The Not So Logical Conclusion: On the Morality of Atheists and Believers

Theatheist“The logical conclusion of atheism is amorality/ nihilism/ meaninglessness.”

If you’ve been hanging around the atheism debates for long, you’ve almost certainly run into this argument. The more fleshed-out version goes like this: “If you make the assumptions I personally make about what atheism is and what it means, then the logical conclusion of atheism is amorality/ nihilism/ meaninglessness.”

Or, to perhaps be more harshly accurate: “For me personally, religious faith is at the core of my morality and joy and meaning of life. I can’t imagine losing my faith and becoming an atheist without losing morality and joy and meaning. Therefore, atheists can’t possibly have morality and joy and meaning — because I can’t personally imagine it for myself.”

Reality_bitesIt’s an annoying argument. Largely because it flatly ignores the actual reality on the ground: the fact that most atheists are moral people, aren’t nihilistic, and do find great meaning in their lives and the lives of others. It’s an argument that prioritizes the believer’s own beliefs and prejudices over the actual reality that’s sitting three feet in front of them staring them in the face.

It’s an annoying argument. But it’s not what I want to talk about today.

I want to talk about a parallel argument that I’ve seen some atheists make — an argument that I think is every bit as flawed, every bit as troubling, every bit as willing to ignore evidence in favor of one’s own prejudices.

It’s the argument that theistic morality is inferior to atheist morality.

Church_2The argument goes roughly like this: Theistic morality — and the idea that theism is necessary to morality, the idea that without a belief in God people will have no reason to be good — is a childish morality. It’s a morality that’s based on fear of punishment and the desire for reward… and therefore it’s an immature morality. The atheist morality is based on genuine feelings of compassion and empathy and fairness, a deep consciousness that other people have just as much right to live in this world as you yourself do… and therefore, it’s a more mature, more truly moral morality than the childish theistic morality that “good” is what you get rewarded for and “bad” is what you get punished for.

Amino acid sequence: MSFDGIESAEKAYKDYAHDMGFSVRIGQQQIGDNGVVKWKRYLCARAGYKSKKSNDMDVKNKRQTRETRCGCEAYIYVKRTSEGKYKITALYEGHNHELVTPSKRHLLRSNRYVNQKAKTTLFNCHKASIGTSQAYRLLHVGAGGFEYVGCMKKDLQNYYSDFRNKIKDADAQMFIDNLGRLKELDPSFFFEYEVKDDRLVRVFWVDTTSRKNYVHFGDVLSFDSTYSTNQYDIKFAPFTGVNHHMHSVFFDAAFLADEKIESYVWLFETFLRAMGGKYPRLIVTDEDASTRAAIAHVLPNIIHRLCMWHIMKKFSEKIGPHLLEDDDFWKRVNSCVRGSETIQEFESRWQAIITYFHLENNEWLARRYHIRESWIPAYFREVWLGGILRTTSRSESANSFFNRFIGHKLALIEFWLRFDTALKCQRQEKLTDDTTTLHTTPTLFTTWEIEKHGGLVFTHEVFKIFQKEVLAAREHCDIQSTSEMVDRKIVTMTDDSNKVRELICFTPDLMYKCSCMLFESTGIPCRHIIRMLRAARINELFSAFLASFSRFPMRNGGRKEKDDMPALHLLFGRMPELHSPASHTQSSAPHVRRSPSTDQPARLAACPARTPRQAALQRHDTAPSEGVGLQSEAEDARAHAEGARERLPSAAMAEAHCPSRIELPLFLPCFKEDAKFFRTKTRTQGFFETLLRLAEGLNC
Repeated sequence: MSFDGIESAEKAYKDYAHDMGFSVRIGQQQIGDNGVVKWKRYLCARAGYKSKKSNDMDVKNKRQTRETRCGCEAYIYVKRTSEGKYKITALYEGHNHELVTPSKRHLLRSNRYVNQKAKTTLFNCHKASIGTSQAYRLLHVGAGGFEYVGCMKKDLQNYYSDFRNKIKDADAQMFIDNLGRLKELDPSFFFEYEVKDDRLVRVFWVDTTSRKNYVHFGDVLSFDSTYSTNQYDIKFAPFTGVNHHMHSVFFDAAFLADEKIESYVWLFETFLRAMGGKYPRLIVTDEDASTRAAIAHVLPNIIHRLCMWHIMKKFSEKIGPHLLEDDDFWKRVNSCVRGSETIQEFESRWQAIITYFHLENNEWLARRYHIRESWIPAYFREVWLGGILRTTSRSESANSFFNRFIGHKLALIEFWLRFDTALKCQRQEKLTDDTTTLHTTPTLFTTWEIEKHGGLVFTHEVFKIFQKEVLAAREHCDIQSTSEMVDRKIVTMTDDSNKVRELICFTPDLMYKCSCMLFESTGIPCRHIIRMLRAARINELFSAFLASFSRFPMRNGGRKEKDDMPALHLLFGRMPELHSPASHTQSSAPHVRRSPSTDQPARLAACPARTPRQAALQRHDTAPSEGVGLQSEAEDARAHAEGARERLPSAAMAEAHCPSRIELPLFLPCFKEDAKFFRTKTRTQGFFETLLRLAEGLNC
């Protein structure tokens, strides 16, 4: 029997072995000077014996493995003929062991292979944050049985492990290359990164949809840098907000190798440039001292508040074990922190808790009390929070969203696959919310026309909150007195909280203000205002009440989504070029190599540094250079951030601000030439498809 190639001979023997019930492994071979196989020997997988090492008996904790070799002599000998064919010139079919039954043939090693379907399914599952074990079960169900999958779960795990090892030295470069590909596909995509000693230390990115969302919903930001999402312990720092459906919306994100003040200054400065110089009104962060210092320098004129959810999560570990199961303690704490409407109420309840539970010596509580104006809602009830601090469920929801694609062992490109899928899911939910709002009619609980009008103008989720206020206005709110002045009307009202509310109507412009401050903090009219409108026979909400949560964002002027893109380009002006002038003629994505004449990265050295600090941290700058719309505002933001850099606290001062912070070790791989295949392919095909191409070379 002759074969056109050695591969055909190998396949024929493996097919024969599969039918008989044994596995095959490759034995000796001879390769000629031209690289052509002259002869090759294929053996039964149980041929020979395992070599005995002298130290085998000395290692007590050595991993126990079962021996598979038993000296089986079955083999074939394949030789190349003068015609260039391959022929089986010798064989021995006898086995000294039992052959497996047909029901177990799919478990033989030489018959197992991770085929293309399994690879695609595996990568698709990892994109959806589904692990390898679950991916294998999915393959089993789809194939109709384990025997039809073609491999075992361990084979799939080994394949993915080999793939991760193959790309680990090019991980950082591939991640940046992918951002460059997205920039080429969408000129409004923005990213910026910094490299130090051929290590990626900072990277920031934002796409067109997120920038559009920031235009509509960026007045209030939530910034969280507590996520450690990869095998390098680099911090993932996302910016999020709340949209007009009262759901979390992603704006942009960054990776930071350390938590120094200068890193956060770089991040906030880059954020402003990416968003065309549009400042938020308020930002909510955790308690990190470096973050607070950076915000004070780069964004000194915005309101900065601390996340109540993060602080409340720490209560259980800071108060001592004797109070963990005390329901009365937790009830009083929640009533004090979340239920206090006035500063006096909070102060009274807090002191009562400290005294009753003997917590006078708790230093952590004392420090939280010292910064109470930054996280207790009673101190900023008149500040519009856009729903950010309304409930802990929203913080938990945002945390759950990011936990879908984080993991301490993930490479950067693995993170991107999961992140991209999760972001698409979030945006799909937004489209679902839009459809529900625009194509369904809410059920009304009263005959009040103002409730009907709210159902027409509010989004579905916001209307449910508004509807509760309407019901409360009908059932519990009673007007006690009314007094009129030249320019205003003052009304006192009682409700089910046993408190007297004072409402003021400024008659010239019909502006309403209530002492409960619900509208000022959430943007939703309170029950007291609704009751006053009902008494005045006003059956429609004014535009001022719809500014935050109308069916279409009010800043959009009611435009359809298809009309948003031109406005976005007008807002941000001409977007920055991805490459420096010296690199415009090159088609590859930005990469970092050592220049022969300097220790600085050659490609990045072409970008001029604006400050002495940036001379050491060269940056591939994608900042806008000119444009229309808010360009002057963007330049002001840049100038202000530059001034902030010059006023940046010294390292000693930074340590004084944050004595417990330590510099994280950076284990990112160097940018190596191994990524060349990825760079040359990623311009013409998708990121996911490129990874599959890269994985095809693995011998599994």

And there are two reasons I think this is a bad argument.

Mri_head_scanOne: There’s an increasing body of evidence supporting the theory that human morality is, to a great extent, genetically hard-wired. (No, this isn’t a tangent — stay with me.) There is, of course, tremendous variation in how that morality plays out in specific ethical systems, from person to person and from culture to culture. But there are certain core moral concepts that seem to exist cross-culturally, and which seem to be part of the human brain’s hard-wiring — a wiring that’s evolved over millions of years, just like the rest of our neurological hard-wiring has evolved. (And before you ask: Yes, there is so an evolutionary advantage to morality — or there is in a social species, anyway.)

Complete_neuron_diagram_numberedsvgThis science is in its early stages, and it may yet prove to be mistaken. But the signs are pointing very strongly in this direction. (There’s a good summary of the science in this New York Times article by Steven Pinker.) And if the current scientific thinking turns out to be correct, then morality is part of our human neurobiology, a psychological module built into our brains much like language and vision. Of course we vary considerably in how we act on these morals, and in the priority we give to certain morals over others when they conflict; but we vary considerably in what language we speak and how we speak it as well, and that doesn’t mean the basics of it aren’t hard-wired into our brains.